Beyond my own health concerns, a number of friends are struggling as well. My blog-sister Penni is struggling with both pneumonia and conjunctivitis in both eyes (yuck-o-rama, sister!). Her own mom has been dealing with all kinds of health issues, too. My sister and brother-in-law's health has been sagging lately - at precisely the time that their temporary health insurance has run out.
In addition, my adoptive sister Sandy in Kansas is dealing with asthma, and my aunt Roma in New York has been generally failing for some time. My brother-of-the-heart in Kansas City, Mike M., has been fighting shingles and emphysema and various other ailments - and for the last little while, the ailments seem to be winning.
I tell people of faith what's going on, and they say, "Well, you gotta just pray for them!"
Well, duh. No kidding?
The problem is, I have struggled for years with faith healings - running between faith, trust, and complete disbelief, at times. For a long time, faith healings (and the lack thereof) was one of the biggest stumbling blocks to belief that I had.
I have seen truly Godless people being spontaneously healed, while incredibly Godly folks, dedicated servant ministers, were prayed for day and night and still died - often horrible, senseless deaths. I kept wanting to ask God, "OK, whose side are you on, anyway?"
The worst was the loving wife of a minister, who was herself a powerful preacher and music minister. At the time when their church was reaching out in powerful ways to the middle-class black community in suburban Kansas City, cancer swept through her like a wild-fire. There were prayer vigils and prayer chains and prayers without number; faith healers; anointing with oil; laying on of hands. Nothing. In no time at all, she died. A family lost a mother and a grandmother; a church lost a preacher and a music minister; and a whole lot of people lost a friend who knew Christ in a powerful way.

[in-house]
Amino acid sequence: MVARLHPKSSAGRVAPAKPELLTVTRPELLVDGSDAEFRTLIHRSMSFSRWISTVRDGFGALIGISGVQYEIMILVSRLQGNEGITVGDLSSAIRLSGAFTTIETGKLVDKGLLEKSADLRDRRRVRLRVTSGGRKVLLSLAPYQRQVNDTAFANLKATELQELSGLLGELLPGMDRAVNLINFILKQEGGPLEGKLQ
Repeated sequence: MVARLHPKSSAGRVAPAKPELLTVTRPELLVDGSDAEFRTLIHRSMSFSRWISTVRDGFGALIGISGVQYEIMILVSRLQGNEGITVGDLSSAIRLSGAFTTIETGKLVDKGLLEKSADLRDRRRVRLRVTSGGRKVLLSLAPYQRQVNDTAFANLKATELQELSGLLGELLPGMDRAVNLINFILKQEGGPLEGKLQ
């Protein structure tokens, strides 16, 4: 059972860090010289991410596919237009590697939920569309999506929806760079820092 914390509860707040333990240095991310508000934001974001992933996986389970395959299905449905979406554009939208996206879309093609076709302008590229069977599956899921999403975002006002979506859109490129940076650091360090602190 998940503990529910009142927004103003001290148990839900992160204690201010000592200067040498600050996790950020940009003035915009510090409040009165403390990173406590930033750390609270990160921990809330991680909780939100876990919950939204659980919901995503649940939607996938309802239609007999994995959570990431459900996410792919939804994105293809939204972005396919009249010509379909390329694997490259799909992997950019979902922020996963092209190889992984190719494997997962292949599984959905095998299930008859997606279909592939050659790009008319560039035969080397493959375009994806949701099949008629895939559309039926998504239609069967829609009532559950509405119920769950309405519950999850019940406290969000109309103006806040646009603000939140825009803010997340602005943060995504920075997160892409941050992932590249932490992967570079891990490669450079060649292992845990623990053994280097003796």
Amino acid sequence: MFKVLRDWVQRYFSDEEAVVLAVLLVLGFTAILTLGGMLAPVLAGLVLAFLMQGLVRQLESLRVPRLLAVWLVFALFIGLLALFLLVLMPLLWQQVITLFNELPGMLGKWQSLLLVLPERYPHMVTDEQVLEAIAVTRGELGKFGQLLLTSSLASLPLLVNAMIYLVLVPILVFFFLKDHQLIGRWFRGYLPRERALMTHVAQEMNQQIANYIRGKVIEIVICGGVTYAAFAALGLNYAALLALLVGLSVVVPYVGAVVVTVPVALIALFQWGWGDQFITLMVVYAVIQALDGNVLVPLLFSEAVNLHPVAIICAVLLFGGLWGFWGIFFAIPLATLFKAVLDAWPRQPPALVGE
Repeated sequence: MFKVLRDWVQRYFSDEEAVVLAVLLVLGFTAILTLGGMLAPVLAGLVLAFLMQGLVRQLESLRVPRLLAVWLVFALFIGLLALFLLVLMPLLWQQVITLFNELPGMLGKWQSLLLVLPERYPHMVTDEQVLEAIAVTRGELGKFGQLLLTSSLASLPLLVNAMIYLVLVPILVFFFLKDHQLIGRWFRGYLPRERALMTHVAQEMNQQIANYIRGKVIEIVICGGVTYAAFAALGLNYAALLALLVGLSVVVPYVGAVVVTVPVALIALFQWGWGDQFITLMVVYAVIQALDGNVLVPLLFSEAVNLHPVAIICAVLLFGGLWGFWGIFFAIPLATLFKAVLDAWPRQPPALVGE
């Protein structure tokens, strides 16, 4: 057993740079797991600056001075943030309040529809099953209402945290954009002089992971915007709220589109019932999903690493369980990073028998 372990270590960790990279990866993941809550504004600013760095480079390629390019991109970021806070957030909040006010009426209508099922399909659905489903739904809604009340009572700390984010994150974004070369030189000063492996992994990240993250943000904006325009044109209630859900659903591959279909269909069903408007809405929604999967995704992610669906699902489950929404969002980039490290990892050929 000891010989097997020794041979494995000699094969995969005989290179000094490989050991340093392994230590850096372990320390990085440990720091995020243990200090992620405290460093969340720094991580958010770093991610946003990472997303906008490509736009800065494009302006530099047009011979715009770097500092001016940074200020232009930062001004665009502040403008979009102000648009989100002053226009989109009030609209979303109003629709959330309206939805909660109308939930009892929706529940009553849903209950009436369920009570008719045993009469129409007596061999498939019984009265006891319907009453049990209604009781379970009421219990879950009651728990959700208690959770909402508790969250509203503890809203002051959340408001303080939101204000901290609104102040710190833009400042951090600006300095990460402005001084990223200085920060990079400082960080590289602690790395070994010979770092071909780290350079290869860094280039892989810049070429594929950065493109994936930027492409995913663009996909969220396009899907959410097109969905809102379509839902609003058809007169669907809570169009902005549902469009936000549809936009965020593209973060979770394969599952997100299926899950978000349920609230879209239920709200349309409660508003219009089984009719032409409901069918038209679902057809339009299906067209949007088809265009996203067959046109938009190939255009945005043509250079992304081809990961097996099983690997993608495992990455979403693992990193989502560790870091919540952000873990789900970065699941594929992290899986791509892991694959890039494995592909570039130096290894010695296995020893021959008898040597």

It made me insane. I completely understand the envy, and the "what the heck did she, or I, do to not make it on this particular train, Lord?" Because trust me - this woman did NOT die to to a lack of faith. If faith was the answer to healing, the whole city would have been healed on her faith alone!
The one who saves me from the fire on this particular topic is Nicky Gumbel, of the oft-maligned Alpha Course, who had perhaps the best words I've heard on praying for healing:
When we prayed for no one, no one was healed. When we prayed for people, some were healed, and some were not. We have no answer for the whys and wherefores, but now I pray for everyone, hoping that some prayers will be answered.A dear friend also suggested to me that there is a big difference between prayers of supplication where I turn my prayer concern over to God and let it go, and praying just to manipulate God into giving me what I want. Ouch. There are many days I still can't find the line between those two. I know beyond any doubt that I know how to do the latter much better than the former.
And then there are the words from singer Wayne Watson's old classic, "Home Free:"
Out in the corridor,
We pray for life
A mother for her baby
A husband for his wife
Sometimes the good die young
It's sad but true
But while we pray for one more heartbeat
The real comfort is in You
You know, pain has little mercy
And suff'rings no respecter or age
Of rank or position
I know that every prayer gets answered
But the hardest one to pray
Is slow to come
"O Lord, not mine
But your will be done....
Yeah, no kidding, Wayne. When I heard of Penni's illness, I told her, "I keep telling God, 'You're not checking my list!' And the fact that I even have a list is a good sign that I'm not quite all there, spiritually..."
In the end, I have to come back to the simple answer: God is God, and I am not. This side of the final trumpet, I will never know the "whys." All I can do is sing and pray Wayne Watson's chorus:
At the ultimate healing
We will be home free...